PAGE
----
Savants Syndrome and our Faith

This morning I read a fascinating article about people who suffered brain injuries only to develop miraculous and extraordinary abilities they did not possess prior to the accident. For example, one man was attacked outside of a bar in 2002 and suffered a concussion, PTSD, and apparently mathematical genius! Prior to the attack, he was a furniture salesman with a math proficiency in pre-algebra. But after the attack, he could “visualize complex math and physics topics.” Other’s developed musical expertise or artistic genius.

As stunning and “impossible” as these stories occurred to me, what caught attention was the quote from Mara Klemich, PhD, “The fact that extraordinary skills can surface post-brain related injury or diseases raises fascinating questions about dormant capacity potentially existing within us all!”1

I believe Dr. Klemich is onto something profound. After all, the text of Scripture tells us we were made like gods to be lords and ladies in authority over the earth and all that is in it. We alone of the animal world were given the image and likeness of the Triune God. In fact the capacity for greatness is, by God’s design, embedded in all of our lives – body and soul!

But as it is, we live our days in frustrating tension. In everything we do we desire greatness. We desire to be good at our efforts. But on our best days we sense the inability to be what we’re capable of becoming. Each of us have sins we swore off years ago, habits we’ve teeter tottered with, insecurities about money, the future, our children, etc. We know we should be more but we are not. We know we should be great in all of our endeavors but there are far more failures and foibles than victories and successes.

Scott Sauls writes, “There is great paradox to life in Jesus Christ. We are on our way home but we’re not there yet. We long to be better than we are, but can’t quite figure out how to move forward, or even where to begin. The new has come, but the old, fleshly self remains with us. We are being made more like Christ, but our sin and selfishness and narcissism and idolatrous leanings are always there, threatening – even promising – to stunt progress. We move two steps forward then one step back and sometimes three.”2

It is true that God has all of his children in a process called sanctification – like a potter molding a lump of clay. But it is not true that we can always see or perceive God’s slight pressing and forming. Sauls points out the frequent use of botanical imagery when it comes to speaking of our transformation into the greatness of Christ – becoming like him. If you sat and watched a plant grow you’d grow irritated that it’s just not doing anything. It’s over a long period of un-watched time that you look at the plant and notice all the remarkable growth occurring.

But while we are, in fact, en route to greatness (Christ likeness or new humanity) – one decisive life event will be the catastrophe that triggers our live’s greatest form of Savant Syndrome. I’m referring to death. Death is the greatest “accident” a person can experience. It is the greatest bodily injury one can sustain. Like these rare and even miraculous changes some have experienced after brain trauma, everyone in Christ must still experience the trauma of bodily death. But once we come through, once we open our eyes we will see what we’ve been capable of but never able to fully realize.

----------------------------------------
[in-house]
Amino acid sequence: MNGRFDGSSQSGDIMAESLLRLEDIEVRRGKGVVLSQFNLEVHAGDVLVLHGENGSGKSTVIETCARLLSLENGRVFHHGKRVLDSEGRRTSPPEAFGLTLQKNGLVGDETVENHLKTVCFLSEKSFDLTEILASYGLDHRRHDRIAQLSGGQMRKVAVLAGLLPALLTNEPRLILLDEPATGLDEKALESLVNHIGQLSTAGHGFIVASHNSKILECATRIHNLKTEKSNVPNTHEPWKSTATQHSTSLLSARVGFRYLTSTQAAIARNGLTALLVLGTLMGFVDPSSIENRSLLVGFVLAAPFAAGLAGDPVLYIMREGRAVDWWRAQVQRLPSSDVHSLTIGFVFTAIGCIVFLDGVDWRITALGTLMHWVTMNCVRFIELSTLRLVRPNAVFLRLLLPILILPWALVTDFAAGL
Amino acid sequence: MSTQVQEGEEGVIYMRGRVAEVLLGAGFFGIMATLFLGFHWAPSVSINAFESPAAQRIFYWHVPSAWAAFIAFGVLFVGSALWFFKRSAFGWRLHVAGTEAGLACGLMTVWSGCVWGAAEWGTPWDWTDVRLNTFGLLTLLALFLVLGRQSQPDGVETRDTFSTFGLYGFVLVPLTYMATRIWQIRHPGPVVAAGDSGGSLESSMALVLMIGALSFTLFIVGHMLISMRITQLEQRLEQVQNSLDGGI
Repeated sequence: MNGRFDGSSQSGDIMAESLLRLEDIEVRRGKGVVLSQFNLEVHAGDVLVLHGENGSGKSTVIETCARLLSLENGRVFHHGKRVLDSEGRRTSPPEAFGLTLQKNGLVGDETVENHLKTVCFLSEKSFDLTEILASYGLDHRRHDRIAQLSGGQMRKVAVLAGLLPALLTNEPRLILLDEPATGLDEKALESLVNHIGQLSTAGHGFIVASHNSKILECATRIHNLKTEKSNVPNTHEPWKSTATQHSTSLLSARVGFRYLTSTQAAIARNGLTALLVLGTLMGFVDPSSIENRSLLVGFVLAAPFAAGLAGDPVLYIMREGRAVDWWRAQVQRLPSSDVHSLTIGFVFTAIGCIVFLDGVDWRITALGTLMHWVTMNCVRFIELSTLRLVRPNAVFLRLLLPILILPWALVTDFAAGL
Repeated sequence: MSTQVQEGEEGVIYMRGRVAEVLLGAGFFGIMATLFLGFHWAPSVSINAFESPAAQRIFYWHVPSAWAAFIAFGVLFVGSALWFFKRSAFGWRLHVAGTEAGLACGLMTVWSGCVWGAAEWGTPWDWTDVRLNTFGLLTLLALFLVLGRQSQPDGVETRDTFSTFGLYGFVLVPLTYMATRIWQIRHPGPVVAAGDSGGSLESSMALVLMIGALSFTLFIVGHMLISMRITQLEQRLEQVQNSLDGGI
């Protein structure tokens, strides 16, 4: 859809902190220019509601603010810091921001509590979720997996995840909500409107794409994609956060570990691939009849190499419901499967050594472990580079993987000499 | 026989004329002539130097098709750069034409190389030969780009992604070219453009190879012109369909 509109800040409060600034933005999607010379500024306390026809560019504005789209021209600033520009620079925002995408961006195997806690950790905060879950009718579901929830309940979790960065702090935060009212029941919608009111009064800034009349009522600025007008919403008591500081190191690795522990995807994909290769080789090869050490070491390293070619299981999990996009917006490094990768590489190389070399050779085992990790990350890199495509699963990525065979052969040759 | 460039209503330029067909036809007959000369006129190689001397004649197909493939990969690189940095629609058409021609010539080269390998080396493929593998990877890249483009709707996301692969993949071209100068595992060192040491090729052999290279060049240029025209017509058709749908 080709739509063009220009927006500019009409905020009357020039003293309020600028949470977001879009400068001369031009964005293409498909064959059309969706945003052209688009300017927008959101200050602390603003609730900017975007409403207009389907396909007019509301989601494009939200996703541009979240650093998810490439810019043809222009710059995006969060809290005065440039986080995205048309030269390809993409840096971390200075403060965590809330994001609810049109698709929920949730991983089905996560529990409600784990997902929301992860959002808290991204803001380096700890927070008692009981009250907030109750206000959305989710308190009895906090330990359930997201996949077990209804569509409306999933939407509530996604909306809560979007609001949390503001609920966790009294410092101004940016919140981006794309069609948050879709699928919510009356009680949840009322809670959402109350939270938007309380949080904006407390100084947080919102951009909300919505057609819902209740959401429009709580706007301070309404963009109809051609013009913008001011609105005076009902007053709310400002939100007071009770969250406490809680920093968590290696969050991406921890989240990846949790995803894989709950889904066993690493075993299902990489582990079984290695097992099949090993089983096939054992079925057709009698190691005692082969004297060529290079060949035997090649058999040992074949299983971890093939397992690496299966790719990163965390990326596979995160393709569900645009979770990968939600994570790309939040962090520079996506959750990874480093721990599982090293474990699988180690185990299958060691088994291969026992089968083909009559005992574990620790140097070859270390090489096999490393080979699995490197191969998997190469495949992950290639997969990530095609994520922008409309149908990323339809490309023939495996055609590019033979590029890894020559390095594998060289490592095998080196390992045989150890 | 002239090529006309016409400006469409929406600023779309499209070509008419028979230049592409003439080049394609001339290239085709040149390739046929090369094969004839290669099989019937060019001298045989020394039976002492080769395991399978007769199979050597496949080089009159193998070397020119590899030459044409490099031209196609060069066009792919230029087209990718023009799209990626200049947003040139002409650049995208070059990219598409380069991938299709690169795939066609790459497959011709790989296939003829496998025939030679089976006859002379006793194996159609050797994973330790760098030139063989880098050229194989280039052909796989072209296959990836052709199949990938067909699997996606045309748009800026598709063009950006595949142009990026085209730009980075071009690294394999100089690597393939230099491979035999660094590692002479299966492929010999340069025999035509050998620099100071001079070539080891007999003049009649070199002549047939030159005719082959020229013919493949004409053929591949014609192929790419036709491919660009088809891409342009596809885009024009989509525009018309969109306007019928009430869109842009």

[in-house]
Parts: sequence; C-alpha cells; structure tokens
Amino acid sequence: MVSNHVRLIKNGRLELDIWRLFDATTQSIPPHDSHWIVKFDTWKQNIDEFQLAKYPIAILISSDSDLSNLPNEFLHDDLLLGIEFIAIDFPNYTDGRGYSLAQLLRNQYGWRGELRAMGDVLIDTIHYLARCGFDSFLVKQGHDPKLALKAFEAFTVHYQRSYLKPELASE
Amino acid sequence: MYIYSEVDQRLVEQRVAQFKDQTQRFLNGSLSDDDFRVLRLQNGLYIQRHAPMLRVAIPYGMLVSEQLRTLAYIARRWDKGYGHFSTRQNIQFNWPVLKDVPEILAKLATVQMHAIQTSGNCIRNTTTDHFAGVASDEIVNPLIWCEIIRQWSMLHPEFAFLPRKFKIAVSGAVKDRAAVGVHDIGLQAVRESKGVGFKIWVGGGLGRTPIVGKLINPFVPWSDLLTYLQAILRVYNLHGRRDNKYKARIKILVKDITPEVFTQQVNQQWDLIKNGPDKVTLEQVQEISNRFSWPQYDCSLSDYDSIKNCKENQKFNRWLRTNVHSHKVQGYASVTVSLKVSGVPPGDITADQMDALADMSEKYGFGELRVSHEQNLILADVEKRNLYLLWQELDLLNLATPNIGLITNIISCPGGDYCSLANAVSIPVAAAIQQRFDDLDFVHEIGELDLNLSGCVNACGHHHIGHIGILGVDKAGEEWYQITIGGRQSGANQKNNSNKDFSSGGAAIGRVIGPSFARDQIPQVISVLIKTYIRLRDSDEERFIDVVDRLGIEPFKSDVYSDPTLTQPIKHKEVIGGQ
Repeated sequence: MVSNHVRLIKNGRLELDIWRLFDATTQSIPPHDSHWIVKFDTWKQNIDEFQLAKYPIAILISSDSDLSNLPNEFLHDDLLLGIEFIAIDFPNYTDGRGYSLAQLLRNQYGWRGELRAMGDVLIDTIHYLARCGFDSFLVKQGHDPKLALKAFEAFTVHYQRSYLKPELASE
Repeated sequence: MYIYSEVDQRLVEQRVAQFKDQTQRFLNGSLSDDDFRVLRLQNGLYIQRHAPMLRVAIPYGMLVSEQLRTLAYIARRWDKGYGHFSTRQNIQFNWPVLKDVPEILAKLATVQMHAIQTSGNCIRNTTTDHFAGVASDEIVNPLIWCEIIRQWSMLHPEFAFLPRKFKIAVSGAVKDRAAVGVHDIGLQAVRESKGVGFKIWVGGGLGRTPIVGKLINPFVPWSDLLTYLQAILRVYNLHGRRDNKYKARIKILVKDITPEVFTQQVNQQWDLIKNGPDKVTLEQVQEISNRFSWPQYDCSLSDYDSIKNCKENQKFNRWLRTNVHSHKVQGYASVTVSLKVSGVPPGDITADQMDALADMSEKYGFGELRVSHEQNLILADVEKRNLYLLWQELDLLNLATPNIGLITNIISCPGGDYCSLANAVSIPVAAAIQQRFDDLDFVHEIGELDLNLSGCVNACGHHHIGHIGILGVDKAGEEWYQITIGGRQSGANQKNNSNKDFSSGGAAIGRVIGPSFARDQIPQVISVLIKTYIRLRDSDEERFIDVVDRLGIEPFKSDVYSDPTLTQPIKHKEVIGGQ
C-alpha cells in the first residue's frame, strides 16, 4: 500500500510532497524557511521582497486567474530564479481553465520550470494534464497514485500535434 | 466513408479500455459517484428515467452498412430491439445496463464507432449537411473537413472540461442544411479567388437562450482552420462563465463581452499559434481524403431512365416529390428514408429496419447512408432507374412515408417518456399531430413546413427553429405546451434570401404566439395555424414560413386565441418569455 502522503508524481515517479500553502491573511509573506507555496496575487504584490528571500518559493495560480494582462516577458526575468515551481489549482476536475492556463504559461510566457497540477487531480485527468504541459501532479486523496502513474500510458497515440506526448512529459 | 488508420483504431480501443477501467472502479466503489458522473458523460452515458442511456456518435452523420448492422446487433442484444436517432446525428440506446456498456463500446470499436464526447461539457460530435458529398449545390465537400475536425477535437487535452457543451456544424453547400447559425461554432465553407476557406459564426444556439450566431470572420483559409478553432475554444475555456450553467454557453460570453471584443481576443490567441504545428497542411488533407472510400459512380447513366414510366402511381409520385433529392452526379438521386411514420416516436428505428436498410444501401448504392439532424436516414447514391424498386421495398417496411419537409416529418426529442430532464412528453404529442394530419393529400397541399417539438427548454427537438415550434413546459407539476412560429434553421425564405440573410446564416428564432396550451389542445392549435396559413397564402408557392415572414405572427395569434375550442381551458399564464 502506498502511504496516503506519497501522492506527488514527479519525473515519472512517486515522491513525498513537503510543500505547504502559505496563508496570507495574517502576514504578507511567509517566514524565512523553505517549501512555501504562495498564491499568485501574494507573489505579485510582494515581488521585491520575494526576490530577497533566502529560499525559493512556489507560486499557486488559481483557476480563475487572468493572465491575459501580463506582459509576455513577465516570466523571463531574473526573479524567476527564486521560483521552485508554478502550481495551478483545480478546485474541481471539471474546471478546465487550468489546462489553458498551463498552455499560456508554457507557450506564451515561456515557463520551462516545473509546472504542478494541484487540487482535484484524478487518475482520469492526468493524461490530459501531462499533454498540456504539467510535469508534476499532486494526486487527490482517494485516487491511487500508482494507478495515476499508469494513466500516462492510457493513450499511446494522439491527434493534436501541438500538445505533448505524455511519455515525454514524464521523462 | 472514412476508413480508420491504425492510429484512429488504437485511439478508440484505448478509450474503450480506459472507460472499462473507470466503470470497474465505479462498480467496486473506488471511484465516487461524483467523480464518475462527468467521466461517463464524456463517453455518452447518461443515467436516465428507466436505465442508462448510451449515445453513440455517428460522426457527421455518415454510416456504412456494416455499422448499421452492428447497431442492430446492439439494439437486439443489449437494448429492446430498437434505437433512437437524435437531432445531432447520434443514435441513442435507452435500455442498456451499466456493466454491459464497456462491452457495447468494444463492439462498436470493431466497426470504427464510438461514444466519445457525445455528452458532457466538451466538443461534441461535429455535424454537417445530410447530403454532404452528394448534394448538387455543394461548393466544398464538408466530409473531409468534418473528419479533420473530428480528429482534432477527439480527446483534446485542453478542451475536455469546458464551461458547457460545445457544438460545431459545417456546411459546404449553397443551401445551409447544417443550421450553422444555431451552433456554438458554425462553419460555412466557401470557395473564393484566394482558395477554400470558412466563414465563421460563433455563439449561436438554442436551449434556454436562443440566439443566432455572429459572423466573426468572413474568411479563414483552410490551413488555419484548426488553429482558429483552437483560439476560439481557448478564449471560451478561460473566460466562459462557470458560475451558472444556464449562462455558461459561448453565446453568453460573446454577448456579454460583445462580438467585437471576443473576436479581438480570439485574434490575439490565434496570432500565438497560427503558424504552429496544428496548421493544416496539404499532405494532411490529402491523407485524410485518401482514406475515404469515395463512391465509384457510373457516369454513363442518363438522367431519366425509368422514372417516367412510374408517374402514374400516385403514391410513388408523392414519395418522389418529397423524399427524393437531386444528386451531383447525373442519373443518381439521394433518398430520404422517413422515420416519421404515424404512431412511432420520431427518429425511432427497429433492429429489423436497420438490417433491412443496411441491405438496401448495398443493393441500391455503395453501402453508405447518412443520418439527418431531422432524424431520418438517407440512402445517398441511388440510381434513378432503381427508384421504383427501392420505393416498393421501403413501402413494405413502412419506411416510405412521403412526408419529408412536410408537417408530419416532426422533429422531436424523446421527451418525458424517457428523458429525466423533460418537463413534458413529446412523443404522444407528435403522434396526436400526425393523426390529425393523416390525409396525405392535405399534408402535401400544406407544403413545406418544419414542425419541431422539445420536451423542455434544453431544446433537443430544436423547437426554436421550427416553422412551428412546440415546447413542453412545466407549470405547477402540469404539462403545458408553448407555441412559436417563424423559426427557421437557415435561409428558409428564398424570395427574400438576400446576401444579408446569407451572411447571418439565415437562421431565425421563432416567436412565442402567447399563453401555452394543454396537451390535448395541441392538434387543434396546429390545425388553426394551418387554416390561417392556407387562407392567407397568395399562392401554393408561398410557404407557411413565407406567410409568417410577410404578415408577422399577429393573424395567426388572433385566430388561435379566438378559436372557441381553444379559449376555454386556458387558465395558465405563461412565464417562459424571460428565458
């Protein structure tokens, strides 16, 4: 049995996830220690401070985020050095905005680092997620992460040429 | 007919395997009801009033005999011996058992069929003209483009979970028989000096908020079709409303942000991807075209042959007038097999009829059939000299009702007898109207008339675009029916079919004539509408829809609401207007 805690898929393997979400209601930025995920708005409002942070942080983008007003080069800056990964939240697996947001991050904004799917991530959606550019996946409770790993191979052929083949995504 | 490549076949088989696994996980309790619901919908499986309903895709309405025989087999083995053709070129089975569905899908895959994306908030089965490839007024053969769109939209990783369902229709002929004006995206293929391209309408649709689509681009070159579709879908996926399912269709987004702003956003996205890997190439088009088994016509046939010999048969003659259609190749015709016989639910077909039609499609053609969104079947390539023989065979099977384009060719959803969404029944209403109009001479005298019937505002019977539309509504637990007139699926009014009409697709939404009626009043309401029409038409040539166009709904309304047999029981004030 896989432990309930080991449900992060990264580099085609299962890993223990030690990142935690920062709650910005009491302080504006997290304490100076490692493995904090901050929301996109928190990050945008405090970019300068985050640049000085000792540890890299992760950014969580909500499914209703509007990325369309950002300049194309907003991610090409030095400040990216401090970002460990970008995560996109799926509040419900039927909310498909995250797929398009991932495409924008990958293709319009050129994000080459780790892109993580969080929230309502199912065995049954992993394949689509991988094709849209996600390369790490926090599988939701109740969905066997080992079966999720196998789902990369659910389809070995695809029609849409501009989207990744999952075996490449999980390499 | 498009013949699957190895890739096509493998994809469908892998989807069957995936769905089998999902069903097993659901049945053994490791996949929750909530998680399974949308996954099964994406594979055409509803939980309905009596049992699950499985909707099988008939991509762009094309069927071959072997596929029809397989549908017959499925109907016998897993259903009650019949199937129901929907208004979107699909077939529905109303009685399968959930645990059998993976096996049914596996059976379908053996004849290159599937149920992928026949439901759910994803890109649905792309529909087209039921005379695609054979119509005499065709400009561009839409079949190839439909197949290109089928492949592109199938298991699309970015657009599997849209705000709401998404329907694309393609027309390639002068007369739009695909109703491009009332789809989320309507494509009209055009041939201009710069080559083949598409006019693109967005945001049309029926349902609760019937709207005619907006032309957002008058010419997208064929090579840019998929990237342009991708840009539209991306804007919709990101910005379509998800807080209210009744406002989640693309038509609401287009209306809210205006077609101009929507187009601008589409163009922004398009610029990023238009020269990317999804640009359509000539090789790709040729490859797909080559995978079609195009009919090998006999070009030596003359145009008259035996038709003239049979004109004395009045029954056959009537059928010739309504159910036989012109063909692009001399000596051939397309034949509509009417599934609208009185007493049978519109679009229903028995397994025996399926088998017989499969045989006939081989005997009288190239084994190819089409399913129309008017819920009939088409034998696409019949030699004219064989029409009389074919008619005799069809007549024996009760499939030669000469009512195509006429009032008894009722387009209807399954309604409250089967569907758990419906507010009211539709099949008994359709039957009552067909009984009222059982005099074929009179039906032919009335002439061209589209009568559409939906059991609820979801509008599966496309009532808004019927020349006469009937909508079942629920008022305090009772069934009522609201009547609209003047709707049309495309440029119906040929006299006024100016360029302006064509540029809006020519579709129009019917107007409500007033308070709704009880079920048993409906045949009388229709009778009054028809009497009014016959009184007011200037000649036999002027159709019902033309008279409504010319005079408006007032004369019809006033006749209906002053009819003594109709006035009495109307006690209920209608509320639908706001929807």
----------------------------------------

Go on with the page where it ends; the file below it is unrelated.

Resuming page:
More accurately speaking, once our bodies are resurrected and rejoined to our spiritual substance – our whole person will be what it was originally designed to be: with genius, greatness, wisdom, virtue, creativity, and accomplishment. Dr. Klemich is right, there is a dormant capacity of extraordinary greatness sleeping or even stunted within us all. It is the “Imago Dei” the image of God – the glory and crown of God’s creation that was buried under the rubble of the Fall but resurrected again in glory. Having passed through the death sentence of decay for having eaten the forbidden fruit, we then will rise with the life-pardon of Christ’s victory making death merely a trigger for permanent greatness.

And all the disappointing efforts to be good, to have a good outlook, to stop yelling, stop worrying, stop being insecure, stop wasting time, stop neglecting spiritual good, stop pursuing money, stop looking at bad things, stop being so un-Christian, all of that will, in the blink of an eye be gone and we will have arrived a new-human with powerful abilities for glory only this time, humbled at the cost of our reformation.

As one very tough year closes and another more promising fresh year begins tomorrow (if the Lord allows), let us each take comfort in God’s promise to finish what he started. Let us take comfort that Christ is the first-fruit or prototype of what God says we will become. No matter how ashamed we are at the abundance of our failures, let us rest again in the even greater abundance of His grace and forgiveness. “God is even more prone to forgive than we are prone to sin – that where our sin abounds, his grace abounds all the more (Romans 5:20).”3

2 Scott Sauls, Irresistible Faith (Nashville: Thomas Nelson, 2019), 6.
3 Ibid, 19.